Whether Canada will move to ratify the trade deal remains an open question, given that it saw a major political shift of its own with the entry of Justin Trudeau?s government. Trade Minister Chrystia Freeland, who attended the Auckland ceremony to sign the TPP, stressed in an open letter to Canadians last month that ?signing does not equal ratifying,? and has pledged to have a ?full and open? parliamentary debate. The 12 TPP signatories include Australia, Brunei, Canada, Chile, Japan, Malaysia, Mexico, New Zealand, Peru, Singapore, the US, and Vietnam.

The US presidential election has also raised questions over TPP?s ratification prospects, particularly given that the North American nation is the largest economy in the trade deal. Bringing the TPP into force would therefore require US ratification to help meet the 85 percent threshold. Should the agreement not come to a vote in Congress under US President Barack Obama, whose term ends in January 2017, it would fall to the next administration to decide whether to lobby Congress to approve the pact; to attempt renegotiating parts of the deal; or to put it aside altogether. So far, the reactions from many top presidential contenders have largely been lukewarm or in outright opposition to the trade pact, in both the Democratic and Republican parties, though some have hinted that they might be more amenable to the trade deal if renegotiated.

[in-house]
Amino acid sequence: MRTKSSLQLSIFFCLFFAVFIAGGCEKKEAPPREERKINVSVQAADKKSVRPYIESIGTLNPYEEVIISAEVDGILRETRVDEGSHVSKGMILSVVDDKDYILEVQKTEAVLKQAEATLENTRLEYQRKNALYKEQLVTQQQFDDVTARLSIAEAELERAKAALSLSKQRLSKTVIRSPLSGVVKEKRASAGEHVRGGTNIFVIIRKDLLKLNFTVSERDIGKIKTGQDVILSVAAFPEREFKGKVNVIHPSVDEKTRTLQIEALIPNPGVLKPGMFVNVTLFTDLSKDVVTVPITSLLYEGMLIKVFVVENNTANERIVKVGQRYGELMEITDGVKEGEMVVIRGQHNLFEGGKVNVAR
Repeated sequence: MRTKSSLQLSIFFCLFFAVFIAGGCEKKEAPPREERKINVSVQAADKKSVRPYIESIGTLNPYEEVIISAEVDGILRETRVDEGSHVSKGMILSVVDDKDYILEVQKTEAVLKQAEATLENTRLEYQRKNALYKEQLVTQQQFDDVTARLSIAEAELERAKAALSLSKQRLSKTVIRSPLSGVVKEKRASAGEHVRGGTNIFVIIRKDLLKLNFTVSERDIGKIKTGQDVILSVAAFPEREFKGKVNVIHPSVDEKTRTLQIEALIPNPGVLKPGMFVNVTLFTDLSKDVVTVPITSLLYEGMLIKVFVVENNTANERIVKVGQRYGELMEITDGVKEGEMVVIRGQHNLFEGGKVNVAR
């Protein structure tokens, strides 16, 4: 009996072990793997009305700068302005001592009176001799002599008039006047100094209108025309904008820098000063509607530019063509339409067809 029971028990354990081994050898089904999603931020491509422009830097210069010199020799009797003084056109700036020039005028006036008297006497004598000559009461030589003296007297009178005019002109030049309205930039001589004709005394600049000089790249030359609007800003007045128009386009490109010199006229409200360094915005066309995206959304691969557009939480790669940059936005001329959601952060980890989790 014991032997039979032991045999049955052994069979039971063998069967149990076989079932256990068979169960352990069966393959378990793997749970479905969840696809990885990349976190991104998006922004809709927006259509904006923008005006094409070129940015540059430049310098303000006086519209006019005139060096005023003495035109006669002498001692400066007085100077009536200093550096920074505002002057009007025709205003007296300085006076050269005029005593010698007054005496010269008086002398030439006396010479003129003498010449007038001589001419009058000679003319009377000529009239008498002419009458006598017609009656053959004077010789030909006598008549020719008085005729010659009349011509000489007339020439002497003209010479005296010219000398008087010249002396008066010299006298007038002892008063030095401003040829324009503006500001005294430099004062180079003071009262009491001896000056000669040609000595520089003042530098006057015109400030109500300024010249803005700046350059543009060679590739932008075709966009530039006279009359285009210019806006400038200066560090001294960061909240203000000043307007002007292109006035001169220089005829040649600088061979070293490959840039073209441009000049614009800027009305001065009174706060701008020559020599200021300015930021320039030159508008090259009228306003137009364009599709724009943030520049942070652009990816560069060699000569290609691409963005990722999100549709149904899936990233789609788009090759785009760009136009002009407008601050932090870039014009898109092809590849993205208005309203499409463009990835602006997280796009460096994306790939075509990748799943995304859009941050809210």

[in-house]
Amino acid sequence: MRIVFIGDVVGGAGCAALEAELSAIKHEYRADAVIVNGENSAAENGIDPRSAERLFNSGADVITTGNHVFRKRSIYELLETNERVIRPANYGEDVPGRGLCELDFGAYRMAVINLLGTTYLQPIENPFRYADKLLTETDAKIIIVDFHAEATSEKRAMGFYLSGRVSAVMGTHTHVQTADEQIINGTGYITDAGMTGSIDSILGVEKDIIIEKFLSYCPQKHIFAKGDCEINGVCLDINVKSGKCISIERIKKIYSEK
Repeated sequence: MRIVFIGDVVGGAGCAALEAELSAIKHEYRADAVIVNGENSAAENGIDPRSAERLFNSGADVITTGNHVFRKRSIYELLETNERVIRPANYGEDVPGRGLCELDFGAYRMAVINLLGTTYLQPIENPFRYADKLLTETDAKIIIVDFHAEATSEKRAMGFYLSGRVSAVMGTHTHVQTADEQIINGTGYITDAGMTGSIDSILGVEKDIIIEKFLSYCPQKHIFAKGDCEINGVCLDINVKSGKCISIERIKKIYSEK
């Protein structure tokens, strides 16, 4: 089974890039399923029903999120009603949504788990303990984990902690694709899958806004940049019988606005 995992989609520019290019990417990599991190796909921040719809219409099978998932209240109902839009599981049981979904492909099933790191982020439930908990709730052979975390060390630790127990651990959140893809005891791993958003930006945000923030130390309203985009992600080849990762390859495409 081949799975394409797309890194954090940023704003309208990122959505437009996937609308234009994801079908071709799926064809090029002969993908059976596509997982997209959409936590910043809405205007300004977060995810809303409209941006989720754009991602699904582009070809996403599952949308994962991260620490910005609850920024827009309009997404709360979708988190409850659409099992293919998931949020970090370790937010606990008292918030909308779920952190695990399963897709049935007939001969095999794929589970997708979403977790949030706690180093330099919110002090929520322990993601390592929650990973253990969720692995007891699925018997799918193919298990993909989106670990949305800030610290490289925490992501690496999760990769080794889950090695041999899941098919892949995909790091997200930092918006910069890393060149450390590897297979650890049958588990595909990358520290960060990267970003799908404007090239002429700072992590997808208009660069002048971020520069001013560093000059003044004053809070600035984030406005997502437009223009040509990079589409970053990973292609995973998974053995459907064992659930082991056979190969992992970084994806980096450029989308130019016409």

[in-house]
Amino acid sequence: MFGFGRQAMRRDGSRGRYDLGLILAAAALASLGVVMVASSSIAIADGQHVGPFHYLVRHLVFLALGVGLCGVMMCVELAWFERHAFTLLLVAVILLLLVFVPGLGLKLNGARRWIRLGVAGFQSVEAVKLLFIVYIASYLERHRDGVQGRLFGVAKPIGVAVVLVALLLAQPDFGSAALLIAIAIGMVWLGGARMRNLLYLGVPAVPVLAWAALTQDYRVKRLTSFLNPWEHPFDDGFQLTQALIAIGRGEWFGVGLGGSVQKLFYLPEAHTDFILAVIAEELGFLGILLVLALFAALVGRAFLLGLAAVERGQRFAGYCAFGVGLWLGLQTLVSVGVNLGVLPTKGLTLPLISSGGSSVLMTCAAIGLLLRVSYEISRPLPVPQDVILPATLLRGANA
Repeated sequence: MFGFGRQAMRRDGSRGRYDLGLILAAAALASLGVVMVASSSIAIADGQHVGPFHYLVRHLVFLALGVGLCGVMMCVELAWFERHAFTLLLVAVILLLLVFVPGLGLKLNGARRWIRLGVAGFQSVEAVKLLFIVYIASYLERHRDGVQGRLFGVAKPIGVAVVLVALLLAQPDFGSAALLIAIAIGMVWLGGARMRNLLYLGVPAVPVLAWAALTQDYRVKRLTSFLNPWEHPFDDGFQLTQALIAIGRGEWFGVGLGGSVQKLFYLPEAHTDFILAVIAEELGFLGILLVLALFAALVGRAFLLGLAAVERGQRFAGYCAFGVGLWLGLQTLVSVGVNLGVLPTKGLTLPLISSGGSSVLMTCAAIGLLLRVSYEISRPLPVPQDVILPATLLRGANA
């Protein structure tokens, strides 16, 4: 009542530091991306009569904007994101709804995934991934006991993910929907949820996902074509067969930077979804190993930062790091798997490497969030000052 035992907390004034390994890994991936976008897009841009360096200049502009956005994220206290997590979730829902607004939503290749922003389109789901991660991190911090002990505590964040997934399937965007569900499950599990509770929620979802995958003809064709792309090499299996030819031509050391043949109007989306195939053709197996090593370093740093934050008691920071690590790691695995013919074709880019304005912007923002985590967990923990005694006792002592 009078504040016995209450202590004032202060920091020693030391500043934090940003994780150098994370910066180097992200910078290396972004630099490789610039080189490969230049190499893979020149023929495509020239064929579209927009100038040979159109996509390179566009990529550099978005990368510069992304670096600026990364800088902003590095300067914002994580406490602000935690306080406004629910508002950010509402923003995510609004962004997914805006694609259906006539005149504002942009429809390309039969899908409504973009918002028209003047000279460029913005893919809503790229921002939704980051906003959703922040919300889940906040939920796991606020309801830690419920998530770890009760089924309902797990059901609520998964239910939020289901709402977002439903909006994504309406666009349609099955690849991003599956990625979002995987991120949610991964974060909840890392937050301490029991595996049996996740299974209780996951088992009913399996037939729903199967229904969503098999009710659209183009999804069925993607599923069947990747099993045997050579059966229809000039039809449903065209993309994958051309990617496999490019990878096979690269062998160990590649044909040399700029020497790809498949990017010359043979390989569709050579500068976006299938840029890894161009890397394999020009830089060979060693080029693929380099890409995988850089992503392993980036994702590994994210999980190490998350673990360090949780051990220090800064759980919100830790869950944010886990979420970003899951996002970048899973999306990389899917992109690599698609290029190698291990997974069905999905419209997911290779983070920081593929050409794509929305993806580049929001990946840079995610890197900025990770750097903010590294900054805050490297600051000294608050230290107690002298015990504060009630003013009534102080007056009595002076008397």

?I did hope that the TPP, negotiated by this administration, would put to rest a lot of the concerns that many people have expressed about trade agreements,? said Hillary Clinton, the former Secretary of State who is running for the Democratic Party nomination, in a debate against Vermont Senator Bernie Sanders last week. ?I waited until it had actually been negotiated because I did want to give the benefit of the doubt to the administration. Once I saw what the outcome was, I opposed it,? she added, noting that past trade deals have been renegotiated to reach better outcomes ? specifically, the US? trade agreement with South Korea. The US-South Korea free trade deal was negotiated under former President George W. Bush, with the deal later re-opened under Obama in order to secure better terms on automobiles and beef. Congress then ratified the deal the following year.